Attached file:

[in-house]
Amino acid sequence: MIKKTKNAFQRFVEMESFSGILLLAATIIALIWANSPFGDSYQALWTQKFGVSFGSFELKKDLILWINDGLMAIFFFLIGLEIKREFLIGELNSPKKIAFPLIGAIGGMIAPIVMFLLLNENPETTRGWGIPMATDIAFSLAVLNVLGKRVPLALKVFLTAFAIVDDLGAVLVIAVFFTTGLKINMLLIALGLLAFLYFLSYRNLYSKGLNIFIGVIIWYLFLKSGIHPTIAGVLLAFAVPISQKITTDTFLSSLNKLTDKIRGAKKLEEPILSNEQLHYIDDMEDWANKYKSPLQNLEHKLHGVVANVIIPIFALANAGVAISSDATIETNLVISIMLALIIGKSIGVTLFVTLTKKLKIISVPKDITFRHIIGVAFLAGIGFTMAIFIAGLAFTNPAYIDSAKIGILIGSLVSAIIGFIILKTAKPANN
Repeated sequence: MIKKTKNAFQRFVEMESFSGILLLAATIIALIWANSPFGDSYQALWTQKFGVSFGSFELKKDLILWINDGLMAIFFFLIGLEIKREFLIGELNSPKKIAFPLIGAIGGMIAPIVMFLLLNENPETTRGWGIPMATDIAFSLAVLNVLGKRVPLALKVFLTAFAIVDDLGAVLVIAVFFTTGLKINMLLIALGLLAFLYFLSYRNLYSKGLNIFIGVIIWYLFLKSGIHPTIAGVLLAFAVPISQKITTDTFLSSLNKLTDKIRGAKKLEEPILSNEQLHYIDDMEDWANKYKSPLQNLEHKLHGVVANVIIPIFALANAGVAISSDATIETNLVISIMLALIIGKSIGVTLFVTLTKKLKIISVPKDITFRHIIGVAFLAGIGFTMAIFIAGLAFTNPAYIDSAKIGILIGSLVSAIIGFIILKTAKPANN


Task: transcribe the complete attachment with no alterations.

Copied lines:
[in-house]
Amino acid sequence: MIKKTKNAFQRFVEMESFSGILLLAATIIALIWANSPFGDSYQALWTQKFGVSFGSFELKKDLILWINDGLMAIFFFLIGLEIKREFLIGELNSPKKIAFPLIGAIGGMIAPIVMFLLLNENPETTRGWGIPMATDIAFSLAVLNVLGKRVPLALKVFLTAFAIVDDLGAVLVIAVFFTTGLKINMLLIALGLLAFLYFLSYRNLYSKGLNIFIGVIIWYLFLKSGIHPTIAGVLLAFAVPISQKITTDTFLSSLNKLTDKIRGAKKLEEPILSNEQLHYIDDMEDWANKYKSPLQNLEHKLHGVVANVIIPIFALANAGVAISSDATIETNLVISIMLALIIGKSIGVTLFVTLTKKLKIISVPKDITFRHIIGVAFLAGIGFTMAIFIAGLAFTNPAYIDSAKIGILIGSLVSAIIGFIILKTAKPANN
Repeated sequence: MIKKTKNAFQRFVEMESFSGILLLAATIIALIWANSPFGDSYQALWTQKFGVSFGSFELKKDLILWINDGLMAIFFFLIGLEIKREFLIGELNSPKKIAFPLIGAIGGMIAPIVMFLLLNENPETTRGWGIPMATDIAFSLAVLNVLGKRVPLALKVFLTAFAIVDDLGAVLVIAVFFTTGLKINMLLIALGLLAFLYFLSYRNLYSKGLNIFIGVIIWYLFLKSGIHPTIAGVLLAFAVPISQKITTDTFLSSLNKLTDKIRGAKKLEEPILSNEQLHYIDDMEDWANKYKSPLQNLEHKLHGVVANVIIPIFALANAGVAISSDATIETNLVISIMLALIIGKSIGVTLFVTLTKKLKIISVPKDITFRHIIGVAFLAGIGFTMAIFIAGLAFTNPAYIDSAKIGILIGSLVSAIIGFIILKTAKPANN